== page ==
If you’re like us, then you think that the 2015 NBA Finals has everything a hardcore basketball fan could possibly want. Maybe even a bit more.
How often do the two best teams in the league manage to make it through their respective conferences to set up a final round with all the makings of a Rocky Balboa-style slugfest? We’ll give you a moment to ponder this. Exactly. It doesn’t happen as often as you might think. This matchup is special. These two juggernauts are special.
The Golden State Warriors are smooth. Super smooth. This club moves the ball around with precision and accuracy. It picks up the tempo, picks apart the opponent, and drops an avalanche of daggers from the outside. And this all starts with the 2014-15 Most Valuable Player. There is a good chance that lethal shooter Stephen Curry isn’t human. No person from this planet should have that pretty of a release or that craftiness with the ball in his hands. It’s unhealthy to think about. Of course, he’s not the only freak of nature in this series. You can’t forget about the King.
All LeBron James did was return home to the Cleveland Cavaliers – a team that won just 33 games last season – and mold a group of young and inexperienced players into a championship-caliber bunch. In his fifth straight NBA Finals appearance, James will be up against his greatest challenge. But this Cleveland team does have what it takes to complete the unlikeliest of turnarounds. With a suffocating defense, a supporting cast that doesn’t shy away from the moment, and an “All In” mindset, the Cavs are prepared to take down the favored Warriors.
Yes, this series has everything you could possibly want. And yet, from a historical standpoint, that’s not necessarily the case. Despite everything this NBA Finals has going for it, there are a few missing pieces. Or better yet, a few missing players. For the first time since the 1998-1999 season, one of three key figures in the National Basketball Association will not be vying for a championship. Who are these superstars? Take a look and find out for yourselves.
For the first time since 1998, an NBA Finals will be without Kobe Bryant, Dwyane Wade, or Tim Duncan. Insane. pic.twitter.com/OqsAJZ2gWH
— Basketball Forever (@Bballforeverfb) May 3, 2015
That’s right, folks. Dating back to 1998, each NBA Finals has featured either Kobe Bryant, Dwyane Wade, or Tim Duncan. For those of you who believe you can win in the National Basketball Association without a bona fide star, this little piece of information speaks to the contrary. It may seem impossible to believe, but it’s true. We checked.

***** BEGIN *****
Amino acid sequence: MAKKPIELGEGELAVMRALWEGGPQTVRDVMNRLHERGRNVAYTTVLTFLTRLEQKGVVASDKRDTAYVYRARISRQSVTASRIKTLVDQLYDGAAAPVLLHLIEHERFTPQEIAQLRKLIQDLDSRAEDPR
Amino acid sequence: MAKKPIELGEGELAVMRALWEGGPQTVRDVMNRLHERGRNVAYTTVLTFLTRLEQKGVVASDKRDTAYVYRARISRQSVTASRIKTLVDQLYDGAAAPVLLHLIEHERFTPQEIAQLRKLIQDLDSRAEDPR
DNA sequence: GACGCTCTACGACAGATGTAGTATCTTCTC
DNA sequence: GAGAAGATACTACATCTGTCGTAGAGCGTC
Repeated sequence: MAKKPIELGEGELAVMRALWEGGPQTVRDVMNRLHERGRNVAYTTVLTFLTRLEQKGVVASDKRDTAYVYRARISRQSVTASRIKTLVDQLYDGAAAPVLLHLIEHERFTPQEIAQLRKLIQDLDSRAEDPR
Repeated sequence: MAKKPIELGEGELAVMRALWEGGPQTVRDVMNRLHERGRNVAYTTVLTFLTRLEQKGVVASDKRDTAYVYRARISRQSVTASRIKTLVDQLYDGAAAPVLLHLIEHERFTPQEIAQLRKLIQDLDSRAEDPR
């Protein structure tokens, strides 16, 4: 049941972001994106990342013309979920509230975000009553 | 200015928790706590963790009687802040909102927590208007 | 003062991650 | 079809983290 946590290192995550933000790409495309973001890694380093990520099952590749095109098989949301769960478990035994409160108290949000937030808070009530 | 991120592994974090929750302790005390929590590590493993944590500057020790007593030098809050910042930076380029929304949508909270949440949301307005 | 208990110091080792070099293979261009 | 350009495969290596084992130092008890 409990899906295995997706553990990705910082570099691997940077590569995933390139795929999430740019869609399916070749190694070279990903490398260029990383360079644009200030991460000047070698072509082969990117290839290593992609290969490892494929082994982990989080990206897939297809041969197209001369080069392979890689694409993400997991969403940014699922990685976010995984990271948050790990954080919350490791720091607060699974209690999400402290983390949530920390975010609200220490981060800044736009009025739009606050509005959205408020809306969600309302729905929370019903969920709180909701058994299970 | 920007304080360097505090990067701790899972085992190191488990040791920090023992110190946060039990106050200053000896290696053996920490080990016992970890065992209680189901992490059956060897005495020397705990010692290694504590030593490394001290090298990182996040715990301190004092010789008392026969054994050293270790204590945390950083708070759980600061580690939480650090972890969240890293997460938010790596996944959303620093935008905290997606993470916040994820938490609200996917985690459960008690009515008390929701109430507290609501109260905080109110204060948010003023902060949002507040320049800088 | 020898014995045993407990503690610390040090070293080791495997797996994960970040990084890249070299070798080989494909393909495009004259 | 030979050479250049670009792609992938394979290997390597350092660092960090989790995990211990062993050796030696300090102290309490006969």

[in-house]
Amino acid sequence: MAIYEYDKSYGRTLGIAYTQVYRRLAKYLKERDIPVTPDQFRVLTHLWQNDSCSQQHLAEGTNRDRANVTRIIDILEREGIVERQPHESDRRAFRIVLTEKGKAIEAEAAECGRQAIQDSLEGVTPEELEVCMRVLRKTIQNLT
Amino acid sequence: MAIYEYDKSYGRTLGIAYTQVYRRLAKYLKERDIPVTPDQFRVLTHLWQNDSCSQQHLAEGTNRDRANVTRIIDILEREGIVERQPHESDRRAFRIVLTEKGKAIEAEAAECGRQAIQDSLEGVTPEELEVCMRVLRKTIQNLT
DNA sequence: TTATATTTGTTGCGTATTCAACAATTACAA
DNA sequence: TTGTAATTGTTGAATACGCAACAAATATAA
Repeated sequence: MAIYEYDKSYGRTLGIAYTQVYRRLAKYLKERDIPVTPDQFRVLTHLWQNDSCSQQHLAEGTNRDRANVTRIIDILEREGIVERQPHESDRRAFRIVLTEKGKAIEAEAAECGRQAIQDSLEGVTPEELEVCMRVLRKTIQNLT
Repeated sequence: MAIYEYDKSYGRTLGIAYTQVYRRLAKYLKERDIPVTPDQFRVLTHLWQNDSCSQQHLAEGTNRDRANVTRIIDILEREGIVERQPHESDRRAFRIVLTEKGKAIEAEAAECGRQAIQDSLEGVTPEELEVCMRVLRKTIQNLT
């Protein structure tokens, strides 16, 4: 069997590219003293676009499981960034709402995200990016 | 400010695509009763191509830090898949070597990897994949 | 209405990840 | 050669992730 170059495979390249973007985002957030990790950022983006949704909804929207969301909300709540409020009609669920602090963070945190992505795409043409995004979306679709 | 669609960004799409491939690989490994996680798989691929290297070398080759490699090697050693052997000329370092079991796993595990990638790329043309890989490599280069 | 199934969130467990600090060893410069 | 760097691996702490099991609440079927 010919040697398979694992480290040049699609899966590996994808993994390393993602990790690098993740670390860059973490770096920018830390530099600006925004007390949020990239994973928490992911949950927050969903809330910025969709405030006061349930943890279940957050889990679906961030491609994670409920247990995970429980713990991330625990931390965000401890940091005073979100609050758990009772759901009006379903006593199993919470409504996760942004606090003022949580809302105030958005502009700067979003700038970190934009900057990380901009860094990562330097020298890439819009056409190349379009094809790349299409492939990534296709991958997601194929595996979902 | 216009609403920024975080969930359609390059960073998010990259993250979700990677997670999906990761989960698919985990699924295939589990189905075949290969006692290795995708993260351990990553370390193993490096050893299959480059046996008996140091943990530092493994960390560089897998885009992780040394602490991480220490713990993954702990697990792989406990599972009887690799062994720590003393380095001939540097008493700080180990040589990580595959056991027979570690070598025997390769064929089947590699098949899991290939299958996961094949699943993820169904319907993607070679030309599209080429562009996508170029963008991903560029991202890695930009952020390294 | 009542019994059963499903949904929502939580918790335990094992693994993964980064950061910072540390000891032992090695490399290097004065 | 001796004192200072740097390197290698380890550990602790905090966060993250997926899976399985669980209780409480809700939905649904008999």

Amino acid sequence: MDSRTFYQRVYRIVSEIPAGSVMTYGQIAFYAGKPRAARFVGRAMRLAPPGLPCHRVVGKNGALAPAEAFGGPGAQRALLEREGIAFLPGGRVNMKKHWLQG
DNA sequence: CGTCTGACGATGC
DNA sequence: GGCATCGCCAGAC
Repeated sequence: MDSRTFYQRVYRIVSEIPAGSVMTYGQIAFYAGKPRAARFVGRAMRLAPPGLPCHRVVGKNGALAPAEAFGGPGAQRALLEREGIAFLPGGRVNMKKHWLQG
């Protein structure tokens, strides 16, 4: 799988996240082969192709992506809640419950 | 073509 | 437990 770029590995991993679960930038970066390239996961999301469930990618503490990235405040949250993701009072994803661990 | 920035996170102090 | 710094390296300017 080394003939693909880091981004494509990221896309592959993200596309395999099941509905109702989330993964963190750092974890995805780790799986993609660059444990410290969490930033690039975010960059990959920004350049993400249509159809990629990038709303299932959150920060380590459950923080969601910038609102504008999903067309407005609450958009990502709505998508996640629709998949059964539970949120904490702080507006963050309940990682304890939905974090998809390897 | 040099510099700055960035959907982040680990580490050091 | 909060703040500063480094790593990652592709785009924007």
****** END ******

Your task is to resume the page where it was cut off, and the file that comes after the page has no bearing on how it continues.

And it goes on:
Kobe Bryant got to his first NBA Finals with the Los Angeles Lakers back in the 1999-00 season. This club would defeat the Indiana Pacers that year and go on to win the next two. Of course, the Pistons would beat Los Angles in the 2004 NBA Finals. However, after a brief break, Bryant and company would reach the final round in 2007-08, 2008-09, and 2009-10 seasons. The Lake Show would capture two of these titles, and Bryant would soon find himself with enough championship rings to fill up an entire hand.
Dwyane Wade would lead the Miami Heat to an NBA championship in the 2005-06 season. He would have to wait until the 2010-11 season – when James and Chris Bosh joined the party in South Beach – before he had another chance to taste a title. That first year of the new Big Three would end in defeat. However, the Heat would go on to capture the next two Larry O’Brien trophies. Unfortunately, this group couldn’t quite make a three-peat happen, on account of our next NBA Finals mainstay.
The San Antonio Spurs have been a model of consistency in the NBA for the better part of two decades. Tim Duncan is one of the main reasons behind this organization’s success. With the Big Fundamental on the team, the Spurs made it to the Finals in 1999, 2003, 2005, 2007, 2013, and 2014 — raising a banner after each of these appearances except for 2013, when Tim Duncan missed the easiest layup of his life.
It’s also worth noting that, if you include Michael Jordan, Hakeem Olajuwon, Magic Johnson, Larry Bird, and Isiah Thomas to the list, you can go all the way back to 1980 — hat tip to Reddit for that one. That’s a pretty elite list, and indicative of the talent, skill, and luck needed to be a perennial contender in the NBA.